The printer port is hardware-limited to about 1 uS minimum pulse width, plenty fast for 100 KHz I2C data. 555555555555555555555555555
555555555555555555555555555 It's an interrupt that paused whatever my program was doing, such as counting a timing loop. I had to complete a time-critical task in less than 55mS and then poll the timer until it changed. I2C has a synchronous clock and isn't too fussy about timing, but the computers the program might run on could have CPU clocks anywhere between 50 MHz and ~1.5 GHz so I needed to measure the speed of timing loops and adjust them into a more reasonable range. 555555555555555555555555555
Sort of like a unix system providing networked file systems to a lot of (mostly unix) systems, and one or two Macintoshes. The Mac user could name a file something like "data-04/23/80", where unix systems will not allow a '/' or a null in a filename. The only way to clean up the filesystem (so backups would not fail) was to unmount the file system, and then use emacs (super-editor) to edit the directory in the raw. Change the '/'s into '-'s and then I could delete them from the mounted filesystem. (Of course, now not a problem, because Mac's OS-X has a unix under the GUI, so the '/' in a filename is no longer allowed. :-)
555555555555555555555555555 I've modified file structures without OS interference by passing the raw data through an HP1000 minicomputer running my assembly program. That's not the easy way but the boss liked to challenge me.
Mitre avoided PCs after the Cuckoo's Nest incident. We had Macs and SPARCs which were less well supported than PCs as CAD and lab machines. I had to design and build a 16-bit A/D data acquisition board for a Mac and write its LabVIEW driver. The Mac was a fine computer as long as you did what Apple knew you should, but our research needs went much further. I don't avoid them now out of ignorance. The $5 - $20 laptops I find at flea markets are retired business-class PCs like this D630, and I know how to upgrade and use them for what I want; HDTV recorders, data acquisition, SDR radio, etc.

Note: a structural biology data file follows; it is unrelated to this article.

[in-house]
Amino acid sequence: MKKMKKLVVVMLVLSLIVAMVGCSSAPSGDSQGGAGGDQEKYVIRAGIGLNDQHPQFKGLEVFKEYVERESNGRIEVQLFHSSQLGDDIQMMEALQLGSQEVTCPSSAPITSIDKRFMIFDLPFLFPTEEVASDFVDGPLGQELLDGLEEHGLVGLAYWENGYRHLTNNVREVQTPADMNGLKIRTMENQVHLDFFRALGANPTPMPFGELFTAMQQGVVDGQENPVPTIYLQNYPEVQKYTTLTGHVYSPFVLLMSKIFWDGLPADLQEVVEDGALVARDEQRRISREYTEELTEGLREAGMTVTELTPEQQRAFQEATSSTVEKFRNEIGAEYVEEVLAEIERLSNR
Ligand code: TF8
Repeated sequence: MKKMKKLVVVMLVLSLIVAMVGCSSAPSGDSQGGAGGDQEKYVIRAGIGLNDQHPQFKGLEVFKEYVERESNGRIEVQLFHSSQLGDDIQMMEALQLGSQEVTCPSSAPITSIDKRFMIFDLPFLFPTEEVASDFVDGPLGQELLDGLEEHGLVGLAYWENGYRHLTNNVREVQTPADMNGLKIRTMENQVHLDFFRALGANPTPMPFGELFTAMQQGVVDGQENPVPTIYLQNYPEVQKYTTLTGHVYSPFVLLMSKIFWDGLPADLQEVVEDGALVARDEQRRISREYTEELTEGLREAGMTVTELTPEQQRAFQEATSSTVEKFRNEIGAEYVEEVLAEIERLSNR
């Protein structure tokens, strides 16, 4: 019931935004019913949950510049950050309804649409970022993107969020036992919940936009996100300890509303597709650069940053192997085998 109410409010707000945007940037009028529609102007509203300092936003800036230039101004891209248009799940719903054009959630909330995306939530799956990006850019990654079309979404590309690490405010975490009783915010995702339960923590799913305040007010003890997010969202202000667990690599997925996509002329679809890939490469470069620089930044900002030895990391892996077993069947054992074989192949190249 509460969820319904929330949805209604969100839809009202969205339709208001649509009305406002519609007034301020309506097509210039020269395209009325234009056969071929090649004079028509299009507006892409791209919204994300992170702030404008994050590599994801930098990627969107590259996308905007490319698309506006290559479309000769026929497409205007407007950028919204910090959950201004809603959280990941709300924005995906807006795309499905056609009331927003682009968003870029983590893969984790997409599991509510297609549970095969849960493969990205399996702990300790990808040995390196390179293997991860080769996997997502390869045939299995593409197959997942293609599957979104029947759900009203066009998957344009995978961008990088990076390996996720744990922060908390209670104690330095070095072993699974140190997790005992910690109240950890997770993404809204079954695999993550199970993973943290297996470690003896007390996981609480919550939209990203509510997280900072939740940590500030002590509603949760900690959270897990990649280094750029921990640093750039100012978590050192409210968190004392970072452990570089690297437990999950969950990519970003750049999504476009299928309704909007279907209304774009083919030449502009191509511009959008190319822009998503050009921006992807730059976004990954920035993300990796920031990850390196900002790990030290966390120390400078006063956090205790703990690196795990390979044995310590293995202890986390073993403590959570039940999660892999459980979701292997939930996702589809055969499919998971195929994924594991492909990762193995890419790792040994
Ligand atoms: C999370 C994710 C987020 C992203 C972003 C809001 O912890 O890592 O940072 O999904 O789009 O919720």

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"SpeakEasy, the military software radio was formulated by Wayne Bonser, then of Rome Air Development Center (RADC), now Rome Labs; by Alan Margulies of MITRE Rome, NY;"
Rome Labs didn't have technicians who could build it (I was told) so SDR landed in my lab at MITRE Bedford, MA, as unlike the radio/radar techs I had considerable experience in A/D converters and computer hardware and circuit board design, and can solder tiny surface mount parts.
The concept of SDR receivers is old, the enabler was an A/D converter fast enough to digitize the IF frequency, not just the baseband. The fastest available went into digital oscilloscopes so they were what we used. A few years earlier it had been a struggle to obtain an A/D fast enough for an optical document scanner. The scanner processor was that same TMS320, for which I designed the DRAM controller, another see-if-he-can-do-it challenge.
The enabler for SDR transmitters is the Direct Digital Synthesizer. I was using Molybdenum-cased hybrid modules with hand-written single digit serial numbers. I milled an aluminum model of the DDS at home to avoid handling the static sensitive parts while figuring out how to fit them and an adequate heatsink into the narrow space of a VME slot.
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Jim Wilkins